- Title: Parisians react to Fillon's suprise breakthrough in primaries
- Date: 21st November 2016
- Summary: PARIS, FRANCE (NOVEMBER 21, 2016) (REUTERS) PARIS STREET WITH SACRE-COEUR BASILICA FRONT PAGES OF FRENCH DAILY NEWSPAPERS
- Embargoed: 6th December 2016 09:13
- Keywords: Election Primaries Fillon Juppe Sarkozy
- Location: PARIS, FRANCE
- City: PARIS, FRANCE
- Country: France
- Topics: Government/Politics,Elections/Voting
- Reuters ID: LVA00159E08CN
- Aspect Ratio: 16:9
- Story Text:Parisians took stock on Monday morning (November 21) of the stunning victory by former prime minister Francois Fillon in the first-round of primaries that will determine the conservative presidential ticket.
Fillon finished with only six points short of the 50-percent threshold needed in the first round, and ousted ex-president Nicolas Sarkozy from the race.
Another ex-prime minister, Alain Juppe, garnered less than 30 percent.
"I was surprised to see so many people turn out for Fillon when I thought that it would be a fight between Sarkozy and Juppe...But I think that in the end people need change and that's what happened yesterday," a Parisian, Amelie, said.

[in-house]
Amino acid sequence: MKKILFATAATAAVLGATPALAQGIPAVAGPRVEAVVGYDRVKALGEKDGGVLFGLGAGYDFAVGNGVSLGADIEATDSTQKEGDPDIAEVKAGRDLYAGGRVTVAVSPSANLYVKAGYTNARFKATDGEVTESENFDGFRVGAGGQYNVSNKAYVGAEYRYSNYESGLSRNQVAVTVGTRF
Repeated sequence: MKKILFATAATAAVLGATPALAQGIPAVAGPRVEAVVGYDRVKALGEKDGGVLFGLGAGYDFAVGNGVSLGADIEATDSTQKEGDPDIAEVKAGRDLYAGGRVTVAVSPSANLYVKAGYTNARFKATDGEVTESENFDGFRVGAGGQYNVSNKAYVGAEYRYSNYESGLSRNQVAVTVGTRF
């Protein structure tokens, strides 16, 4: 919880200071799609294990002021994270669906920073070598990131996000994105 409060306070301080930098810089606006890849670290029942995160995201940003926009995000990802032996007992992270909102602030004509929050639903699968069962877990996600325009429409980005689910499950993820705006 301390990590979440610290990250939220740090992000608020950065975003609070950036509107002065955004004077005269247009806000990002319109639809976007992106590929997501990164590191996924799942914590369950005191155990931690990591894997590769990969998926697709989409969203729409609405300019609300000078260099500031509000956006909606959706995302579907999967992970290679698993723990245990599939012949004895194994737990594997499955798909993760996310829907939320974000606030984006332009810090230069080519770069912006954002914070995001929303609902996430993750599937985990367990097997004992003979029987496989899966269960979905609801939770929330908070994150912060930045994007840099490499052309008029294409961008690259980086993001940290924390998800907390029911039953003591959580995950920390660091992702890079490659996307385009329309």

Any French voter can take part in the run-off next Sunday (November 20), and the views of pollsters and commentators have been much confounded in popular votes worldwide this year - not least Sunday's (November 20) vote in which Fillon did far better than expected.
"It's a surprise but at the same time it isn't one because I think there was a real need for change - we saw that in the United States and there's maybe an impact in France - so it's not a bad thing, a bit of change," another Paris resident, David, said.
"I think it's more of a penalty vote against the third person, Nicolas Sarkozy," Parisian Olivier said.
With his socially conservative and liberal, pro-business platform, Fillon lacks the broad appeal of the more centrist Juppe.
Fillon's proposals for market-oriented reforms - including scrapping the 35-hour working week and raising the retirement age - go beyond what his challenger advocates for a country where the state remains a powerful force in the economy, even for the centre-right.
"His (Fillon's) discourse is very much on the right as well. Juppe, who was my candidate was more uniting, more in the centre. Fillon, although he is quite liberal, on a social level, it's not a step-backwards but it's different," Luc, also a Parisian, said.
A snap poll by Opinionway showed Fillon winning next Sunday's head-to-head contest against Juppe with 56 percent of support.
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